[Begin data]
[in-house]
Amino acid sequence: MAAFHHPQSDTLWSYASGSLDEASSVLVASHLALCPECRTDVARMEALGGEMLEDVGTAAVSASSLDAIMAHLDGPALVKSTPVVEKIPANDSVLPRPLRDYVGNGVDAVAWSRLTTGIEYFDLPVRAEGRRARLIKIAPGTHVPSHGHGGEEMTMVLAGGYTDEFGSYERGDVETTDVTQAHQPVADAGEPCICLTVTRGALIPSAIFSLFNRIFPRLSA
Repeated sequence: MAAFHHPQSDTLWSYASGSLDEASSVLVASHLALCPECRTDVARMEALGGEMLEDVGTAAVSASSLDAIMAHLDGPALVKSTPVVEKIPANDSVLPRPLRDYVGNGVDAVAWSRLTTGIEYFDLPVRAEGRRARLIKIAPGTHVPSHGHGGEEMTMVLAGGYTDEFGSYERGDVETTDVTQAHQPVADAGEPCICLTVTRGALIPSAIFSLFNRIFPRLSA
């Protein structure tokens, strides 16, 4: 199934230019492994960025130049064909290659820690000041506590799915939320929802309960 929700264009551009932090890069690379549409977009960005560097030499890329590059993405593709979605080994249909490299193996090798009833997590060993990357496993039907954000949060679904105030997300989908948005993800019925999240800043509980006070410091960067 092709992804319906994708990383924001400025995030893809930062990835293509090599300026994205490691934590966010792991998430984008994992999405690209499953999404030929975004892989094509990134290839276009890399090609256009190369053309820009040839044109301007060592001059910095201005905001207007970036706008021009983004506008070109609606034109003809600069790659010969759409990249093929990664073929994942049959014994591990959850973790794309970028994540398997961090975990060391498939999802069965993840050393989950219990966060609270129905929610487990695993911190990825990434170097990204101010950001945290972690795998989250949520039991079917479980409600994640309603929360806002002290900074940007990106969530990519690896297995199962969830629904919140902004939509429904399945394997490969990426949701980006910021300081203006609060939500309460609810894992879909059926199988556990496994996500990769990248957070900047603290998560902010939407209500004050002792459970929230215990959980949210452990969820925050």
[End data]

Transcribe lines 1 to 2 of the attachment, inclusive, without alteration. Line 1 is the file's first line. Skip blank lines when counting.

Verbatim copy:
[in-house]
Amino acid sequence: MAAFHHPQSDTLWSYASGSLDEASSVLVASHLALCPECRTDVARMEALGGEMLEDVGTAAVSASSLDAIMAHLDGPALVKSTPVVEKIPANDSVLPRPLRDYVGNGVDAVAWSRLTTGIEYFDLPVRAEGRRARLIKIAPGTHVPSHGHGGEEMTMVLAGGYTDEFGSYERGDVETTDVTQAHQPVADAGEPCICLTVTRGALIPSAIFSLFNRIFPRLSA